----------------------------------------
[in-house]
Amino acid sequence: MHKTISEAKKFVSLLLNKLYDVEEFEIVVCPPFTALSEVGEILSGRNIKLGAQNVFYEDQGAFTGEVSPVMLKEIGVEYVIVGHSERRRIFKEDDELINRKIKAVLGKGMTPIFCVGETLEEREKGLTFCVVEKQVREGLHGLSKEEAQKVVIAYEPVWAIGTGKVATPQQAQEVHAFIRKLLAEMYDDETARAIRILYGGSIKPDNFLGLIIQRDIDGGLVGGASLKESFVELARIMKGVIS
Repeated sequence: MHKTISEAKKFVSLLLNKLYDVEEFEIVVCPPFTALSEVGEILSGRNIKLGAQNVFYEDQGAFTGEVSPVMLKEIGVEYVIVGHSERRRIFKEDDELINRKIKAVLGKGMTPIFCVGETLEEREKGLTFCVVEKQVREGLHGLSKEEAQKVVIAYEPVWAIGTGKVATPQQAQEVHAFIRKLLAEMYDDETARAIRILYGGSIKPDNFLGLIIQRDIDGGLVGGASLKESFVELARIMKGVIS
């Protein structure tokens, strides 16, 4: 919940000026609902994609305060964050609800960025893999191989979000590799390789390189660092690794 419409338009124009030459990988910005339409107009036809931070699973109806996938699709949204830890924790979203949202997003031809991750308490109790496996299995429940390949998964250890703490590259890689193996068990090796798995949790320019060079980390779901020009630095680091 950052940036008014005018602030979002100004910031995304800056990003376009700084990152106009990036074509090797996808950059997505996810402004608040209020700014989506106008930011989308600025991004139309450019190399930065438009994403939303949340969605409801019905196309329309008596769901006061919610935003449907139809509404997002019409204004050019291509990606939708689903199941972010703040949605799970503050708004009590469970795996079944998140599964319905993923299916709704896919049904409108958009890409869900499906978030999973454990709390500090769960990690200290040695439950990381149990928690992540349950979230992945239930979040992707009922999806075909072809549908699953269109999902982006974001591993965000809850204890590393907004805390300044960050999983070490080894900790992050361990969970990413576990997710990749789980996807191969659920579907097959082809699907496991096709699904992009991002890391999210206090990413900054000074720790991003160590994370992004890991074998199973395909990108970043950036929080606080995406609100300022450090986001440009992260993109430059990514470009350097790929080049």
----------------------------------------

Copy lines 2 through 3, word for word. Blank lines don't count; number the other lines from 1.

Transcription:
Amino acid sequence: MHKTISEAKKFVSLLLNKLYDVEEFEIVVCPPFTALSEVGEILSGRNIKLGAQNVFYEDQGAFTGEVSPVMLKEIGVEYVIVGHSERRRIFKEDDELINRKIKAVLGKGMTPIFCVGETLEEREKGLTFCVVEKQVREGLHGLSKEEAQKVVIAYEPVWAIGTGKVATPQQAQEVHAFIRKLLAEMYDDETARAIRILYGGSIKPDNFLGLIIQRDIDGGLVGGASLKESFVELARIMKGVIS
Repeated sequence: MHKTISEAKKFVSLLLNKLYDVEEFEIVVCPPFTALSEVGEILSGRNIKLGAQNVFYEDQGAFTGEVSPVMLKEIGVEYVIVGHSERRRIFKEDDELINRKIKAVLGKGMTPIFCVGETLEEREKGLTFCVVEKQVREGLHGLSKEEAQKVVIAYEPVWAIGTGKVATPQQAQEVHAFIRKLLAEMYDDETARAIRILYGGSIKPDNFLGLIIQRDIDGGLVGGASLKESFVELARIMKGVIS